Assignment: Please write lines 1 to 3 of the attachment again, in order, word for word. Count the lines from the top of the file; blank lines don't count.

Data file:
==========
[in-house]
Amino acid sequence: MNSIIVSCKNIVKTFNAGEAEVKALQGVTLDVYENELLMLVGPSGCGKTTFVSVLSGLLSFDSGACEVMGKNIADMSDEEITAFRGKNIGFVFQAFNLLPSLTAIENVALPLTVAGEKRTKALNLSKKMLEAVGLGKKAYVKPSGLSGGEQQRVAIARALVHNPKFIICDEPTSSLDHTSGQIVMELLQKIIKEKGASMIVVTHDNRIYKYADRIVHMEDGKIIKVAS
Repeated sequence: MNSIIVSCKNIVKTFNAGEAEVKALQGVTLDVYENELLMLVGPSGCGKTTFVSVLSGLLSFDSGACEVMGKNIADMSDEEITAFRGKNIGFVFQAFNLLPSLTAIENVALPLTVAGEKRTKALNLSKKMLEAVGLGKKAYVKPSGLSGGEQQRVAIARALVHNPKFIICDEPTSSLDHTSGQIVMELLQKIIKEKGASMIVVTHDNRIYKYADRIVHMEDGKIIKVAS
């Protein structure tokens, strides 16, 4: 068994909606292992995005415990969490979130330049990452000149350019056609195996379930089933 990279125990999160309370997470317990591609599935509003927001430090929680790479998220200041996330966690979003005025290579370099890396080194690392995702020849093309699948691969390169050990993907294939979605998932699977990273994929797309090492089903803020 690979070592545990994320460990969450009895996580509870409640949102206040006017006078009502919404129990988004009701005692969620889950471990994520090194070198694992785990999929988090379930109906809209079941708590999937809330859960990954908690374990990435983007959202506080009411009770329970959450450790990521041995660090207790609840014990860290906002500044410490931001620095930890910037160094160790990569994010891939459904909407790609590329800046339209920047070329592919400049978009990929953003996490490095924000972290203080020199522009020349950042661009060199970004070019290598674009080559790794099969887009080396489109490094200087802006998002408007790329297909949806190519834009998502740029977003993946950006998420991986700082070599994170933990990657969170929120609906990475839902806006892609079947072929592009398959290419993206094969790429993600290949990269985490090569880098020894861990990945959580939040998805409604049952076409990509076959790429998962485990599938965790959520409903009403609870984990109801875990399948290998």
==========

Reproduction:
[in-house]
Amino acid sequence: MNSIIVSCKNIVKTFNAGEAEVKALQGVTLDVYENELLMLVGPSGCGKTTFVSVLSGLLSFDSGACEVMGKNIADMSDEEITAFRGKNIGFVFQAFNLLPSLTAIENVALPLTVAGEKRTKALNLSKKMLEAVGLGKKAYVKPSGLSGGEQQRVAIARALVHNPKFIICDEPTSSLDHTSGQIVMELLQKIIKEKGASMIVVTHDNRIYKYADRIVHMEDGKIIKVAS
Repeated sequence: MNSIIVSCKNIVKTFNAGEAEVKALQGVTLDVYENELLMLVGPSGCGKTTFVSVLSGLLSFDSGACEVMGKNIADMSDEEITAFRGKNIGFVFQAFNLLPSLTAIENVALPLTVAGEKRTKALNLSKKMLEAVGLGKKAYVKPSGLSGGEQQRVAIARALVHNPKFIICDEPTSSLDHTSGQIVMELLQKIIKEKGASMIVVTHDNRIYKYADRIVHMEDGKIIKVAS